Tournier: Physician To The Whole Person

The Christian Psychology of Paul Tournier, by Gary R. Collins (Baker, 1973, 222 pp., $4.95), is reviewed by Glenn R. Wittig, reference librarian, Speer Library, Princeton Theological Seminary, Princeton, New Jersey.

This is the first full-length study of the Swiss physician who has become the exemplar of Christian counselors. Gary Collins, chairman of the Division of Pastoral Psychology at Trinity Evangelical Divinity School, based his evaluation on an extensive study of Tournier’s books as well as on interviews with the doctor and with close friends and associates of his during a six-month stay in Geneva.

Collins had three goals: (1) to “describe Tournier to those who have never met him” through a sketch of the man (but not a full-length biography); (2) to identify, organize, and summarize the basic ideas in Tournier’s thought; (3) to evaluate Tournier’s thought and work.

This is a straightforward, fair analysis of Tournier. Collins examines the psychology, theology, methodology, and practical wisdom of this complexly simple medical practitioner. He extracts ideas from Tournier’s casebook-style writings, places them in context, and assesses their value. Yet the degree to which he achieves his three goals varies.

The biographical portion is sketched in very briefly and sometimes rather vaguely. The main points are presented—the early death of both of Tournier’s parents and his upbringing by an aunt and uncle, his education and marriage, the influence of his association with the Oxford Group, the decision to embark upon what is now known as the “medicine of the whole person”—but a number of the influential personalities in Tournier’s life (e.g., Jan van Walré de Bordes, a Dutch official in the League of Nations; Frank N. D. Buchman, founder of the Oxford Group; and Alphonse Maeder and Jean de Rougement, cofounders with Tournier of the “Bossey Group”) are not identified by name. Collins’s imprecision at this point is not easy to understand.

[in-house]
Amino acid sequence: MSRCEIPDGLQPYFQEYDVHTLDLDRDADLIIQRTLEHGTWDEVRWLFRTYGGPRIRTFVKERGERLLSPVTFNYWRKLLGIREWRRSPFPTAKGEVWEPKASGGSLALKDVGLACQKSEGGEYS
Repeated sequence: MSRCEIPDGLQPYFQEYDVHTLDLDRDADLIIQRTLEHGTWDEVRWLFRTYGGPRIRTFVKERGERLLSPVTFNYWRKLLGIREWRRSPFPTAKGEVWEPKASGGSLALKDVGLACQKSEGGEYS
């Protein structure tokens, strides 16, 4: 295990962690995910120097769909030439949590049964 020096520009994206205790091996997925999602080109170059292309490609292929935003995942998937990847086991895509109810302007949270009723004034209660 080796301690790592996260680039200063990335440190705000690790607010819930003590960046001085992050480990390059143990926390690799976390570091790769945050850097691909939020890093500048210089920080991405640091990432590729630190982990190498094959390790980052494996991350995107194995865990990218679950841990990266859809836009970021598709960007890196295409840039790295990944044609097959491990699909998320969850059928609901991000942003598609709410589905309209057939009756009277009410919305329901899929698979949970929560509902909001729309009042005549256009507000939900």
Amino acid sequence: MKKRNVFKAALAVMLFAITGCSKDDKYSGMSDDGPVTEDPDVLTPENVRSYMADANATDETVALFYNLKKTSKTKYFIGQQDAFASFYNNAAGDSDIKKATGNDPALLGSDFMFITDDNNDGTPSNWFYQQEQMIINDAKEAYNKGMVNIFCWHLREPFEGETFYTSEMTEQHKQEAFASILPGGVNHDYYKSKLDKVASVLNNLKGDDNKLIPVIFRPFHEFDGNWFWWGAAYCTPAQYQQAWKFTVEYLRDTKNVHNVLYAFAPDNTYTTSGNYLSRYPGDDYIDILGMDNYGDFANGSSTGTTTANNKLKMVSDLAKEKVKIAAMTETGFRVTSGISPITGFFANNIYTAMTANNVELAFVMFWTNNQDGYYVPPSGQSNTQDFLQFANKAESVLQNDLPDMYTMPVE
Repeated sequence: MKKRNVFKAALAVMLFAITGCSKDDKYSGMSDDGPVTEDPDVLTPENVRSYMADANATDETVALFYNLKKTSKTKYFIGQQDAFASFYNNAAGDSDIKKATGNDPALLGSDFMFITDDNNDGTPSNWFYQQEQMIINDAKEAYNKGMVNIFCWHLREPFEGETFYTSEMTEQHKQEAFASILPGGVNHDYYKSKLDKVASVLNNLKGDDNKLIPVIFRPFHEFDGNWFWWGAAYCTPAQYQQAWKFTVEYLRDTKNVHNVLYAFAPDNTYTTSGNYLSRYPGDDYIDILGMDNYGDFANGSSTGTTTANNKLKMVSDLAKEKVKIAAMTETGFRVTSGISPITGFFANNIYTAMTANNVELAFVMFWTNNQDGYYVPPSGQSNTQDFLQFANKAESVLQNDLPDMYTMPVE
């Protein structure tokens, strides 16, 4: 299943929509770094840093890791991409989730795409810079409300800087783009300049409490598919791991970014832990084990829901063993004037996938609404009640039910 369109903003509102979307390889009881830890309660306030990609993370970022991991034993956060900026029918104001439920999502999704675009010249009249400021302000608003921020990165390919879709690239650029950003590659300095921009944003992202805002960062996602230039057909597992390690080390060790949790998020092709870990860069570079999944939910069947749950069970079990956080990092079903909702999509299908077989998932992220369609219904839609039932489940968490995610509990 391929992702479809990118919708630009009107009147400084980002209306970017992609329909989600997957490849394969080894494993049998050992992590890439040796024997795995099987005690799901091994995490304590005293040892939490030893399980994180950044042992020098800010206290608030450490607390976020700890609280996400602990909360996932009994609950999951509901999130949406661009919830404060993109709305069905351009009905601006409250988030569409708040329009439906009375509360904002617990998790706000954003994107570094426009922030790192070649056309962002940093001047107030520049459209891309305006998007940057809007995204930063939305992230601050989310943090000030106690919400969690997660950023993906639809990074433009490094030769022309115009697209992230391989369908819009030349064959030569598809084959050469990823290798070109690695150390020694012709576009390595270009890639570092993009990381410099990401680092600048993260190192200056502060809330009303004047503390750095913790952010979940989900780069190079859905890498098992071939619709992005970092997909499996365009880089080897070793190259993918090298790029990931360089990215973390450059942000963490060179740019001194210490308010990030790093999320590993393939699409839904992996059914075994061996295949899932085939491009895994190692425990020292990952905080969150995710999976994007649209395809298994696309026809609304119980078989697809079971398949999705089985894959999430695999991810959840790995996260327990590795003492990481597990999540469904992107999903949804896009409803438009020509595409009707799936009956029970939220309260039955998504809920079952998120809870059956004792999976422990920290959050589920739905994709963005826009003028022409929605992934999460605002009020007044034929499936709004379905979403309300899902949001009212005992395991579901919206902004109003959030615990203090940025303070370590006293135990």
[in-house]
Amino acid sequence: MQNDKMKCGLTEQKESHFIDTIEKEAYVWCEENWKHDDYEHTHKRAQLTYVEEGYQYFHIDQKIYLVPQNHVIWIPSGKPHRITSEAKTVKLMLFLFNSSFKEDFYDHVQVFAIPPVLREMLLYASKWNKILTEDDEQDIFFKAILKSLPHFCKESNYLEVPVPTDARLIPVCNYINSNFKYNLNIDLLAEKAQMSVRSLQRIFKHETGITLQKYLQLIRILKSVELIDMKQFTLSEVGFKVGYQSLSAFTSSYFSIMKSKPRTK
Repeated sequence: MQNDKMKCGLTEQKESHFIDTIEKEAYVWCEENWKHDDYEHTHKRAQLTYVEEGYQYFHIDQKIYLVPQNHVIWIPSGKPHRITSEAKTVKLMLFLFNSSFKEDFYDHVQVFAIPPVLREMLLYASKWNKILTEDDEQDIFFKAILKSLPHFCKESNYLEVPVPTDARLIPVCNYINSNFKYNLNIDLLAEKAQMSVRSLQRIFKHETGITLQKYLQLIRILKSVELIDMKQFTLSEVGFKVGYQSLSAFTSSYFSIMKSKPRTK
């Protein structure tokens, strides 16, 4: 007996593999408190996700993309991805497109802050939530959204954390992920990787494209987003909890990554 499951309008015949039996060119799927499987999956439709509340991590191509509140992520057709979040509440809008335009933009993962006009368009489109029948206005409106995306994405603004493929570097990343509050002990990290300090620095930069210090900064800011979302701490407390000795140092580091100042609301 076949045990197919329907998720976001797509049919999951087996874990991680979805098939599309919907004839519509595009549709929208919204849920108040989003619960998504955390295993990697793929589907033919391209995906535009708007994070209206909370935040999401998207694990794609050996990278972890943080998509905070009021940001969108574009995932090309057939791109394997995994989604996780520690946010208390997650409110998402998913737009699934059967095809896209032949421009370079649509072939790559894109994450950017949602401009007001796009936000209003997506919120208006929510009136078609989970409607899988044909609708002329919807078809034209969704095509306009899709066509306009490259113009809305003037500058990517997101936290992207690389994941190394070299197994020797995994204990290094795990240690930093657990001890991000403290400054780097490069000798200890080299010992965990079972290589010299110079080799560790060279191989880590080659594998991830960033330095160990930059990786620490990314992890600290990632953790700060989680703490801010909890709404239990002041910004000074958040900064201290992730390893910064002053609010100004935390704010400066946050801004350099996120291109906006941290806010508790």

On the other hand, his explication of the background of each of Tournier’s books is lucid and informative. He offers considerable new material here.

The main strength of Collins’s work lies in its middle portion. Here the sorting and analysis of continuing themes and diverse ideas occurs, and Collins shows a thorough mastery of Tournier’s thought. He notes Tournier’s views of man’s psychological nature, including his development, personality, and motivation. He categorizes Tournier’s beliefs about God, the role of Scripture, man and his salvation, the Church, the Christian life. In the chapter on methodology he deals with Tournier as a counselor, writer, and lecturer. And he presents a miscellany of topics—e.g., the single life, marriage, sex, work, and society—under the heading “The Practical Wisdom of Tournier.”

Possibly the most valuable chapter in the book is the one devoted to Tournier’s continuing attempt to integrate psychology and religion. Collins’s handling sets the matter in bold relief.

The author’s respect and admiration for his subject do not prevent him from noting gaps and weaknesses, such as Tournier’s conception of instincts, his avoidance of the subject of hell, and his tendency toward a universalistic interpretation of salvation.

The detailed presentation of Tournier’s thought is the forte of this study. Yet Collins’s success in presenting this material is blunted to the extent that he fails to pursue far enough some of the issues he so perceptively notes. He raises some legitimate questions but does not follow through to find answers.

Several lesser criticisms: there is less evidence of information gathered from interviews and friends than I expected; and while the work is heavily documented with references to Tournier’s books, periodical articles and secondary material were only slightly used.

Collins writes in a free and easy style similar to that of his subject. While the biographical portion is weak, his analysis of Tournier’s thought and work is a valuable contribution. (An article by Collins on Tournier begins on page 7 of this issue.)

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